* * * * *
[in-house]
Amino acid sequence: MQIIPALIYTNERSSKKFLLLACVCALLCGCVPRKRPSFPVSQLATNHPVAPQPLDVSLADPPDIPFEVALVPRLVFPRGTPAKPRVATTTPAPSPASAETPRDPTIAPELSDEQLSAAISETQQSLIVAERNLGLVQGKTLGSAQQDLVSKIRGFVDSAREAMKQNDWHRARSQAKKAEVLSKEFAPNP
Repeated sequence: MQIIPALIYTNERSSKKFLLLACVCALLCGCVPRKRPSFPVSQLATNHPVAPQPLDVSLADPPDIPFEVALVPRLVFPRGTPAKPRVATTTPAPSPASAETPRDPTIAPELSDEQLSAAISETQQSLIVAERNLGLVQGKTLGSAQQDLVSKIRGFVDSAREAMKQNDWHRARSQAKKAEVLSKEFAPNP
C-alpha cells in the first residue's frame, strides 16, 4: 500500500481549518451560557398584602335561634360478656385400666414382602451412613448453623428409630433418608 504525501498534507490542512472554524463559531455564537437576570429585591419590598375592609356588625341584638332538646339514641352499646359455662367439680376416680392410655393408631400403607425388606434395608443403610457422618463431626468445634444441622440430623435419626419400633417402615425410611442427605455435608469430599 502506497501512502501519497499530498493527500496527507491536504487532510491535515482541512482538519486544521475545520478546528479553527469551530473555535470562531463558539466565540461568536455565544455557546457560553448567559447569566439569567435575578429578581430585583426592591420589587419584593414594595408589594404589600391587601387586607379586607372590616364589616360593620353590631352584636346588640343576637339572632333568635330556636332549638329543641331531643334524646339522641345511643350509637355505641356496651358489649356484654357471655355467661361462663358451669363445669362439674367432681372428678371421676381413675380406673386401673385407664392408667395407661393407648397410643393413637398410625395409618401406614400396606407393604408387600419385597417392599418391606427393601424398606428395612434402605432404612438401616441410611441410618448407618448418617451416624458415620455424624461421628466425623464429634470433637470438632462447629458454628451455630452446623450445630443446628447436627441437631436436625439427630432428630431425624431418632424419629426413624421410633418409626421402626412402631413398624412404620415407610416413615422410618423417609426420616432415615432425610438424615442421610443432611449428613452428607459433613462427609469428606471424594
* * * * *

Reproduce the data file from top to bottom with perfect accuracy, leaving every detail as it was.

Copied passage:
[in-house]
Amino acid sequence: MQIIPALIYTNERSSKKFLLLACVCALLCGCVPRKRPSFPVSQLATNHPVAPQPLDVSLADPPDIPFEVALVPRLVFPRGTPAKPRVATTTPAPSPASAETPRDPTIAPELSDEQLSAAISETQQSLIVAERNLGLVQGKTLGSAQQDLVSKIRGFVDSAREAMKQNDWHRARSQAKKAEVLSKEFAPNP
Repeated sequence: MQIIPALIYTNERSSKKFLLLACVCALLCGCVPRKRPSFPVSQLATNHPVAPQPLDVSLADPPDIPFEVALVPRLVFPRGTPAKPRVATTTPAPSPASAETPRDPTIAPELSDEQLSAAISETQQSLIVAERNLGLVQGKTLGSAQQDLVSKIRGFVDSAREAMKQNDWHRARSQAKKAEVLSKEFAPNP
C-alpha cells in the first residue's frame, strides 16, 4: 500500500481549518451560557398584602335561634360478656385400666414382602451412613448453623428409630433418608 504525501498534507490542512472554524463559531455564537437576570429585591419590598375592609356588625341584638332538646339514641352499646359455662367439680376416680392410655393408631400403607425388606434395608443403610457422618463431626468445634444441622440430623435419626419400633417402615425410611442427605455435608469430599 502506497501512502501519497499530498493527500496527507491536504487532510491535515482541512482538519486544521475545520478546528479553527469551530473555535470562531463558539466565540461568536455565544455557546457560553448567559447569566439569567435575578429578581430585583426592591420589587419584593414594595408589594404589600391587601387586607379586607372590616364589616360593620353590631352584636346588640343576637339572632333568635330556636332549638329543641331531643334524646339522641345511643350509637355505641356496651358489649356484654357471655355467661361462663358451669363445669362439674367432681372428678371421676381413675380406673386401673385407664392408667395407661393407648397410643393413637398410625395409618401406614400396606407393604408387600419385597417392599418391606427393601424398606428395612434402605432404612438401616441410611441410618448407618448418617451416624458415620455424624461421628466425623464429634470433637470438632462447629458454628451455630452446623450445630443446628447436627441437631436436625439427630432428630431425624431418632424419629426413624421410633418409626421402626412402631413398624412404620415407610416413615422410618423417609426420616432415615432425610438424615442421610443432611449428613452428607459433613462427609469428606471424594